Q In diabetes, are the targets for the blood sugar the same for everyone?
A No. The target blood sugar level for different group of patients varies differently for different groups and also depends on the general condition of the patient. Diabetes, being a metabolic disease, has both acute and long term complications. One needs to find the suitable control which is usually tailor-made rather than a blanket treatment. Broadly speaking, we can categorize them into two groups: group A, where one can be a bit more liberal with the blood sugar control and the second group, group B, consisting of patients who benefit with tight sugar control.
Patients who are acutely sick, who are newly diagnosed older patients, that is, age more than 60 but without any other acute co-morbidities, or patients who have already developed late stage complications, especially kidney disease, can do with less tighter blood glucose control. Patients who need very strict sugar control include most importantly pregnant women; whether they have developed diabetes before or after conception does not change the targets. The baby and the mother both benefit with very tight sugar control.
Young adults who are type 1 or type 2 patients who get diagnosed at an earlier age, benefit substantially with good glycemic control as they can avoid the long term complications of diabetes which involves various organ damage including the eye, kidney and the heart. From the onset of diabetes to getting the long term complications, takes at least a few years, but once the complications develop, it is usually irreversible. After then, good glycemic control can be helpful to prevent further damage. Surgical patients are another group of patients who benefit with good sugar control and decrease their hospital stay and chances of infection.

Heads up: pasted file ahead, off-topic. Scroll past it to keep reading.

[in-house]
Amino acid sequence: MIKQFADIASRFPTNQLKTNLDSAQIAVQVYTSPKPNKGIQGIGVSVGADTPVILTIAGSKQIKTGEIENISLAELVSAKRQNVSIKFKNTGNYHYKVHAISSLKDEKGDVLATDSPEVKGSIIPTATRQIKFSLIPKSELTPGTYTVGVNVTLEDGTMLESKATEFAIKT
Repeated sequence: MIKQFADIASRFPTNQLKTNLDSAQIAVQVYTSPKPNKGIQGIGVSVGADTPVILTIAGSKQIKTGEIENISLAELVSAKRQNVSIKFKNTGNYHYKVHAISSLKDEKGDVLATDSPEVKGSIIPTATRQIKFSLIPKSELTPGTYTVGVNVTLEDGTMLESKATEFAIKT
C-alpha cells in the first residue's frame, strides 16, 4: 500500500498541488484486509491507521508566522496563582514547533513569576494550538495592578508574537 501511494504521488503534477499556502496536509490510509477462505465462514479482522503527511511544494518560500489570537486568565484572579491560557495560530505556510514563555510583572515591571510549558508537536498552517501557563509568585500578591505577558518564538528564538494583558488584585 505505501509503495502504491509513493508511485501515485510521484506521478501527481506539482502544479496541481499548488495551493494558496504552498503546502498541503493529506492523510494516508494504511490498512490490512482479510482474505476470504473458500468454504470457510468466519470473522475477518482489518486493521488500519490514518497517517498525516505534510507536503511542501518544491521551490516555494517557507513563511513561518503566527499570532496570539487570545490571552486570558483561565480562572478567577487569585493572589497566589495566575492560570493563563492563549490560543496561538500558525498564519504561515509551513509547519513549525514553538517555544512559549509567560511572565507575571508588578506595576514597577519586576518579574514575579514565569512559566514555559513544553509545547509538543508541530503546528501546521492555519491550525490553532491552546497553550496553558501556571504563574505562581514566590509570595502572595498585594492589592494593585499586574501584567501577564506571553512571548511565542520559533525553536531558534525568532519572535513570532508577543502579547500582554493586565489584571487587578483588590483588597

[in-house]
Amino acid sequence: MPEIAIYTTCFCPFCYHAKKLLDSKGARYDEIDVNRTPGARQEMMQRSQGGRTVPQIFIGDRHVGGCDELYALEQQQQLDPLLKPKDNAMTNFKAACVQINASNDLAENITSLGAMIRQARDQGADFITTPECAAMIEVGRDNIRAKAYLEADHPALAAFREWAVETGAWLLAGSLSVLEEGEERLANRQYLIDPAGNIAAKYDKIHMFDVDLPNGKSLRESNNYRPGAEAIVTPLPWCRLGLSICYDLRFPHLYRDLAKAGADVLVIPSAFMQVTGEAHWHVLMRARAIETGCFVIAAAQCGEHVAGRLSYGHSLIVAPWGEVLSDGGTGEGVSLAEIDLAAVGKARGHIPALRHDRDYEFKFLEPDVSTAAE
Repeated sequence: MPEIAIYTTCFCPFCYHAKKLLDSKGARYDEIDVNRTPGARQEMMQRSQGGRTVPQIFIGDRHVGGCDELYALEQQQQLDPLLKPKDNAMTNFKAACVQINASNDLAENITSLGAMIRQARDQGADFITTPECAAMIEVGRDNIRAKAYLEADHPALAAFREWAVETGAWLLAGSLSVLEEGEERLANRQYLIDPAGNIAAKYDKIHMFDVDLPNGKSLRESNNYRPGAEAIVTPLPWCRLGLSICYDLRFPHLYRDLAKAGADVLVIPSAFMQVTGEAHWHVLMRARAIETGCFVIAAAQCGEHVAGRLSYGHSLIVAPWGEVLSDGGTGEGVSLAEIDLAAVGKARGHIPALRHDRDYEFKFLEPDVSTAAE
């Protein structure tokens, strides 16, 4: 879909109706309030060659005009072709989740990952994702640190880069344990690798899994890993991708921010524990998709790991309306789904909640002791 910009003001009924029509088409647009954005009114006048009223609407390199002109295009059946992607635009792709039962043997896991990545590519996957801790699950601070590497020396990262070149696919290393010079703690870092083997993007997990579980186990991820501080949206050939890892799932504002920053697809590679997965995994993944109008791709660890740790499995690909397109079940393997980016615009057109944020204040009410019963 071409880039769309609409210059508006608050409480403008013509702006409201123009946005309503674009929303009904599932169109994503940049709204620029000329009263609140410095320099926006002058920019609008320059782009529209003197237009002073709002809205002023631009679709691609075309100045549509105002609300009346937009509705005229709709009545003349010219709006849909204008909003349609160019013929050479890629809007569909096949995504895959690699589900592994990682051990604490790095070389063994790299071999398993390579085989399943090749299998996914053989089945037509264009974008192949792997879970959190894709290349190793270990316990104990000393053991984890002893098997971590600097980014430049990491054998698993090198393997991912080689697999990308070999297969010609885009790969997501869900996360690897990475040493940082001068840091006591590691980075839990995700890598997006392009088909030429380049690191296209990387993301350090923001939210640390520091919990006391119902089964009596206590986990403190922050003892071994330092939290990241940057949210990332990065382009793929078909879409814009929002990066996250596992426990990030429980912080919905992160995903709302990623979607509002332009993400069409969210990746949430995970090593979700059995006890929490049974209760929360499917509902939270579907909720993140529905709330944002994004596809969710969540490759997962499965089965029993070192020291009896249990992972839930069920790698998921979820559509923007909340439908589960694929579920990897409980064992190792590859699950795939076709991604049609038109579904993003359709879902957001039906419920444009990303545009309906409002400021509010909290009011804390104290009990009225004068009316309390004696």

Q Can diabetic patients have all the food in limited proportion instead of staying away from foods that are normally suggested? Some diabetic and food conscious people I see around seem weak and frail. How can a diabetic patient look fresh and healthy? -?Ashmita Rana, Balaju
A Yes, other than smoking and chewing tobacco, diabetic patients can consume any kind of food in limited quantities. There are two concepts involved with diet for diabetes. One is calorie. The total calorie intake should match one’s daily activities and energy expenditure. That usually defines the amount of food one should consume.
Once the total calorie intake is established, one strives to derive these from these calories from healthy choices with nutritional value. There is no specific diabetic diet, only healthy diet. Recently, the food pyramid has been replaced by a simpler food plate. One should try to take complex carbohydrates like whole wheat and brown rice rather than refined flour and eat fruits whole rather than juices and take enough vegetables. Oil and fat should be restricted and try to consume dairy products. White meat is a good source of protein and chicken and fish can be consumed daily but one should avoid red meat.
Q What can lead to thyroid problems? Is it mainly food-lifestyle? Hereditary? Or other factors? ?Is it curable? -Kritika Ghimire, Baneshwor
A This has been answered in the previous question but regarding food-lifestyle, we can add—there is no specific diet for thyroid disease except for iodine deficient goiter where one could avoid goitrogens like cabbage, but for other thyroid diseases there is no specific diet. As all our salt is iodinated, we almost never see iodine deficient goiter in our medical practice.